Our first tale from the trenches comes from Julie Migliacci, a virtual events planner near Boston, and her husband, Mark, a banker who specializes in affordable housing. In June, they beat

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These Lined Crocs On Sale At Costco Are The Perfect Winter House Shoes

Regardless of the season, whether we’re indoors or outdoors,  comfortable footwear is a must for our overall comfort. We’re willing to shell out a pretty penny for functional footwear, especially in the winter when we want to keep our toes warm and dry, but luckily, there are lots of great deals to be had out there so you don’t have to break the bank trying to keep your feet comfy. To that end, we often find ourselves buying discounted shoes at Costco. In the past, they’ve had amazing deals on Hunter rain boots and Birkenstocks, and they just added another covetable item to their store shelves: lined Crocs.

Crocs are our go-to summer shoes, especially around the house or while puttering around the yard. The little holes keep our feet cool, the Crocs sole design is legitimately comfortable, and their non-skid bottoms and secure ankle straps mean they’re safe to

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‘Love It or List It’ Reveals Where Extra Space Is Hiding in a Small House

On “Love It or List It,” now in its 17th season, co-hosts David Visentin and Hilary Farr have met countless homeowners who claim they’ve outgrown their homes.

But is their house truly too small, or do they just need some help redesigning their space?

That’s the question at the heart of the latest episode, “Downtown Disconnect,” where parents Sunita and Bijal claim there just isn’t enough room in their house anymore for their family of four. So, real estate agent Visentin starts searching for bigger homes they could buy in the area, while designer Farr tries to renovate the space they have to persuade them to stay.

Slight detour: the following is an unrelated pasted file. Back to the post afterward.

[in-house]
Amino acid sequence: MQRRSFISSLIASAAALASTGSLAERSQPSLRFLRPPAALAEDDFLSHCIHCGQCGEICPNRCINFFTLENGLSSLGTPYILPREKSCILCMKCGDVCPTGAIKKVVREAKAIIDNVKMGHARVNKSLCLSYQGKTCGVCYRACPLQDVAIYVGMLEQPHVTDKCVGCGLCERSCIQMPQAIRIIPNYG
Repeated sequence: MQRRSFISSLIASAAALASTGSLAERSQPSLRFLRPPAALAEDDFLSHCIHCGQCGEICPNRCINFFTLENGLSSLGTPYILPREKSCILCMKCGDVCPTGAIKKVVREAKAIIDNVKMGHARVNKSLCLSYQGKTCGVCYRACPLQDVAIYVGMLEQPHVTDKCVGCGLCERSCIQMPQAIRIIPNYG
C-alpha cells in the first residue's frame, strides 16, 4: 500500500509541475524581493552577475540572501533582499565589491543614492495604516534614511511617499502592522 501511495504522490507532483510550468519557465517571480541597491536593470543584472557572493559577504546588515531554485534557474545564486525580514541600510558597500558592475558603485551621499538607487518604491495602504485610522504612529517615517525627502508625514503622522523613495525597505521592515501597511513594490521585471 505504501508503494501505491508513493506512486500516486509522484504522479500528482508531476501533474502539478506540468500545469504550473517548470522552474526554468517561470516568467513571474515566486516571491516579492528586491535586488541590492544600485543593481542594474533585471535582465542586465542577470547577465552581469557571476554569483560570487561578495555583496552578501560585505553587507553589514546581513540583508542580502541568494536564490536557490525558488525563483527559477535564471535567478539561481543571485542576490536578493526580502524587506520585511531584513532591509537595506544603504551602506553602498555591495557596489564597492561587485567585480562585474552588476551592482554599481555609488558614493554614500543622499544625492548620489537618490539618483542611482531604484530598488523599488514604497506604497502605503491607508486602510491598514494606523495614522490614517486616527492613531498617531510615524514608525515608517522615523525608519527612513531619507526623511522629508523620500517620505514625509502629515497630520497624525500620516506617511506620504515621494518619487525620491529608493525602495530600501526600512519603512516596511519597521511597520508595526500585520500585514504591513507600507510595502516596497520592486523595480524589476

While the house does seem tiny, Farr works wonders to make the space feel bigger, while also carving out space for a home office, small mudroom, and more. Here’s how she does it, which might inspire you to head off looking for hidden

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Katy Perry, Orlando Bloom Buy $14.2 Million Montecito House

It’s looking more and more as though Orlando Bloom and Katy Perry plan to make the low-key but shockingly expensive seaside town of Montecito, Calif., their primary residence. The English actor and his pop music superstar fiancée — she a Santa Barbara native — have paid $14.2 million for an A-lister-worthy estate with nearly nine acres of manicured grounds, all of them with stunning ocean views from their perch in the Santa Ynez foothills.

Records reveal the property was sold to Perry and Bloom by high-profile businessman C. Robert Kidder, the former CEO of Chrysler and also the former CEO of battery juggernaut Duracell. Originally listed in spring 2019, asking nearly $20 million, the property’s pricetag eventually plummeted to just over $16 million before the Perry-Blooms scooped it up at a further discount.

Kidder and his wife Mary owned the estate for well over 20 years, and photos show they